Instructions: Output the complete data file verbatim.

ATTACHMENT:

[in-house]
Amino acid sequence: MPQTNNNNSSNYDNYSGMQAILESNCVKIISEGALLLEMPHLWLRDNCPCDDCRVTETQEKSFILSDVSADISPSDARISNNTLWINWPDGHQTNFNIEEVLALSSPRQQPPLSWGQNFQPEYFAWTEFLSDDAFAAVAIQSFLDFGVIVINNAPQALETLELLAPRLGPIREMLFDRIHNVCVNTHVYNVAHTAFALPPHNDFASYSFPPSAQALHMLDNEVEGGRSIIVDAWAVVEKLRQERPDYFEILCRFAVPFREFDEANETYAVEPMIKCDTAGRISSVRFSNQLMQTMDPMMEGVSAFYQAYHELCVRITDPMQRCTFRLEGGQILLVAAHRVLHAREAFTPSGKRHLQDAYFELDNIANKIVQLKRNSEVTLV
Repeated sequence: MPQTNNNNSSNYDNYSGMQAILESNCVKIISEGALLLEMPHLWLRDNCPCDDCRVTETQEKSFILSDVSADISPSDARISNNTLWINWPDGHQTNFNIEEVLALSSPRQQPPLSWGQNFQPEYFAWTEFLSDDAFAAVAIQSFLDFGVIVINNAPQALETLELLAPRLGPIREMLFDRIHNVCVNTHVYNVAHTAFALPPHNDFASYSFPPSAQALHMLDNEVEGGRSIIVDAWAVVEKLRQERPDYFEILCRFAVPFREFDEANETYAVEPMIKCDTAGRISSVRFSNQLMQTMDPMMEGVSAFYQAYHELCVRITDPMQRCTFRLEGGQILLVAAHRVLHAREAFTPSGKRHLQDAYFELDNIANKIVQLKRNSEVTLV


[in-house]
Amino acid sequence: MPQTNNNNSSNYDNYSGMQAILESNCVKIISEGALLLEMPHLWLRDNCPCDDCRVTETQEKSFILSDVSADISPSDARISNNTLWINWPDGHQTNFNIEEVLALSSPRQQPPLSWGQNFQPEYFAWTEFLSDDAFAAVAIQSFLDFGVIVINNAPQALETLELLAPRLGPIREMLFDRIHNVCVNTHVYNVAHTAFALPPHNDFASYSFPPSAQALHMLDNEVEGGRSIIVDAWAVVEKLRQERPDYFEILCRFAVPFREFDEANETYAVEPMIKCDTAGRISSVRFSNQLMQTMDPMMEGVSAFYQAYHELCVRITDPMQRCTFRLEGGQILLVAAHRVLHAREAFTPSGKRHLQDAYFELDNIANKIVQLKRNSEVTLV
Repeated sequence: MPQTNNNNSSNYDNYSGMQAILESNCVKIISEGALLLEMPHLWLRDNCPCDDCRVTETQEKSFILSDVSADISPSDARISNNTLWINWPDGHQTNFNIEEVLALSSPRQQPPLSWGQNFQPEYFAWTEFLSDDAFAAVAIQSFLDFGVIVINNAPQALETLELLAPRLGPIREMLFDRIHNVCVNTHVYNVAHTAFALPPHNDFASYSFPPSAQALHMLDNEVEGGRSIIVDAWAVVEKLRQERPDYFEILCRFAVPFREFDEANETYAVEPMIKCDTAGRISSVRFSNQLMQTMDPMMEGVSAFYQAYHELCVRITDPMQRCTFRLEGGQILLVAAHRVLHAREAFTPSGKRHLQDAYFELDNIANKIVQLKRNSEVTLV